Citation Bebbington DW (2008) Introduction. In: Cooper K & Gregory J (eds.) Revival and Resurgence in Christian History. Studies in Church History, 44. Woodbridge, Suffolk: Boydell & Brewer, pp. xv - xviii. http://www.boydellandbrewer.com/store/viewItem.asp?idProduct=11587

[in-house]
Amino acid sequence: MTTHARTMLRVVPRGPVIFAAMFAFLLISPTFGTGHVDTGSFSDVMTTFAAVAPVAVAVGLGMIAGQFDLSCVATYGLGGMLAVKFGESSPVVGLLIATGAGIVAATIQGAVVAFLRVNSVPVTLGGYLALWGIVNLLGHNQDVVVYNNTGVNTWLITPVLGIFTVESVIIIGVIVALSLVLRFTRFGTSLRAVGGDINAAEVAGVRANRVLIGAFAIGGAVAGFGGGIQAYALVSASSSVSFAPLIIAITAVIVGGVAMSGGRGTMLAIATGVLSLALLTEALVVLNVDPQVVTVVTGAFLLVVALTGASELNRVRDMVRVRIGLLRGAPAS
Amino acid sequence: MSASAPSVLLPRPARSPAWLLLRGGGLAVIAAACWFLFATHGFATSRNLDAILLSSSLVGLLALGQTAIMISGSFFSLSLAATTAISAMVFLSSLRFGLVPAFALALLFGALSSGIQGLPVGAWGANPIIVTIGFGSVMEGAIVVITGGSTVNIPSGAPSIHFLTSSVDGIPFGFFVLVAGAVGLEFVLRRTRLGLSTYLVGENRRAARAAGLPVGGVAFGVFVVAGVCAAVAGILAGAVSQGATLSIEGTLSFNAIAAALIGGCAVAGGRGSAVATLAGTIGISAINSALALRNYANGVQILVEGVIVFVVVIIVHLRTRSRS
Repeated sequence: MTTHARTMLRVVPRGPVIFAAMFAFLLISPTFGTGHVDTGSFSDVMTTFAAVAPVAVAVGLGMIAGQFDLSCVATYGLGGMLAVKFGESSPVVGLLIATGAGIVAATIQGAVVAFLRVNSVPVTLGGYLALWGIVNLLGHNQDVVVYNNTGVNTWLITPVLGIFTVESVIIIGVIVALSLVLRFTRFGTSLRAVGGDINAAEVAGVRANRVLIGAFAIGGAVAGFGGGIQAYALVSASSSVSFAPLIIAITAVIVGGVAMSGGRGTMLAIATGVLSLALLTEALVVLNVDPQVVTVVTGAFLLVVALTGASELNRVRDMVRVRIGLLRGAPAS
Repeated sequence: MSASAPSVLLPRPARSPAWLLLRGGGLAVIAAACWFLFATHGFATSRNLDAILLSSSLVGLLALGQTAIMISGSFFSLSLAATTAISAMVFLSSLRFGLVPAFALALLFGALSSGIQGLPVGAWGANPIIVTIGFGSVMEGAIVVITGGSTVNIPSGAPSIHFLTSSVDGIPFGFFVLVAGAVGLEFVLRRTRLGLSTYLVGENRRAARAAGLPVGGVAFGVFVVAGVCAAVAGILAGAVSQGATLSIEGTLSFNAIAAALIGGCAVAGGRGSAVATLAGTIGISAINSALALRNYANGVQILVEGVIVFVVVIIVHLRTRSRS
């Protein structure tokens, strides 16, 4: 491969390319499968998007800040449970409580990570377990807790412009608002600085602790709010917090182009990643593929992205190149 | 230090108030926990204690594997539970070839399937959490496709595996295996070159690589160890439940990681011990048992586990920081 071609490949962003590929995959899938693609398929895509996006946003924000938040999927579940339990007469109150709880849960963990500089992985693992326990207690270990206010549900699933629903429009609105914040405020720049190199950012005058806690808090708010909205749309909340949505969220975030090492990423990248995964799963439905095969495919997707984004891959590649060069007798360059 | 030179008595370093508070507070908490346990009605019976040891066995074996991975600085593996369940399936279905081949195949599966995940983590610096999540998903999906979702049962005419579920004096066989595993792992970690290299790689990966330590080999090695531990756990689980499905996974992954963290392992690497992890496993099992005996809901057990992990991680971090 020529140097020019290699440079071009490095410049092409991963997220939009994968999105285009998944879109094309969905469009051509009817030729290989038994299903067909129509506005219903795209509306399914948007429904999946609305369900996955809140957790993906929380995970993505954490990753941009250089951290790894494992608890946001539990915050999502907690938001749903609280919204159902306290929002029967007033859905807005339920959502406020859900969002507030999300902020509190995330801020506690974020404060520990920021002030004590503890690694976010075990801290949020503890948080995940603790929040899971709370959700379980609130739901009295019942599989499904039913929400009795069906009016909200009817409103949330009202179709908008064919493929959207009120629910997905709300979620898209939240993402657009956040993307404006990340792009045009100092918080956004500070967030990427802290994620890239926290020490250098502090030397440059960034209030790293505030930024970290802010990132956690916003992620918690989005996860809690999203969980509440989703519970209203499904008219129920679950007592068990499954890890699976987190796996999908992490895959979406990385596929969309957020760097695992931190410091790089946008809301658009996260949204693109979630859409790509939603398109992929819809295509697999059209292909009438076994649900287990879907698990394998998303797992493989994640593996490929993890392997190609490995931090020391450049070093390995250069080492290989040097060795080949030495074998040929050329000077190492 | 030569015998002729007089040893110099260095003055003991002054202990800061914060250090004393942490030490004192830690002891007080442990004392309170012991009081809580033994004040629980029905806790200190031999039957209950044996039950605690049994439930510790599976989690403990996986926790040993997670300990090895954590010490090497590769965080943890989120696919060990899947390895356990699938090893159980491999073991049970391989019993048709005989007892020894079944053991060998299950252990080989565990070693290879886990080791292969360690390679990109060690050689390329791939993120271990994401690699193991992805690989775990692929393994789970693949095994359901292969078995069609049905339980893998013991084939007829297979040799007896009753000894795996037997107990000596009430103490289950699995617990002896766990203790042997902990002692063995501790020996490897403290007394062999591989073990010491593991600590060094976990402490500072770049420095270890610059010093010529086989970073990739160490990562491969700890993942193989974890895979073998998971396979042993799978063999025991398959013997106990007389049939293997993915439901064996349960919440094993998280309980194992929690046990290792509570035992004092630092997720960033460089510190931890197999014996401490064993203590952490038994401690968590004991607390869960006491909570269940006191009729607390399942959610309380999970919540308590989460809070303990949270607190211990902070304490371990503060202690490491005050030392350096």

Abstract First paragraph: Revival and resurgence have punctuated Christian history at frequent intervals. There have been moves to renew failing institutions; there have been efforts to rekindle an earlier flame of devotion; and there have been attempts to restore the pattern of the church discerned in the pages of the New Testament. All these developments, and others like them, have been provoked by a sense that not everything was well, perhaps that existing methods were proving ineffectual or that the church had lost its first love. A new vitality was sought after a perceived period of neglect or decay. In the period since the early seventeenth century revivals have sometimes taken a distinctive form in the more evangelistically inclined sections of Protestantism. Revivals in the classic Evangelical sense were defined by an American Methodist in the mid-nineteenth century as 'those outpourings of the Spirit, which result in the quickening of the church and the conversion of sinners'. They were conceived to be divine in origin, rousing those who were already Christians and bringing others to faith for the first time. Many of the papers in this volume relate to such happenings, but they are by no means its only subject. The book also takes in revitalisation movements from earlier periods and a variety of quests for recovery from the later period. The common thread running through the papers is the church being stirred into fresh life.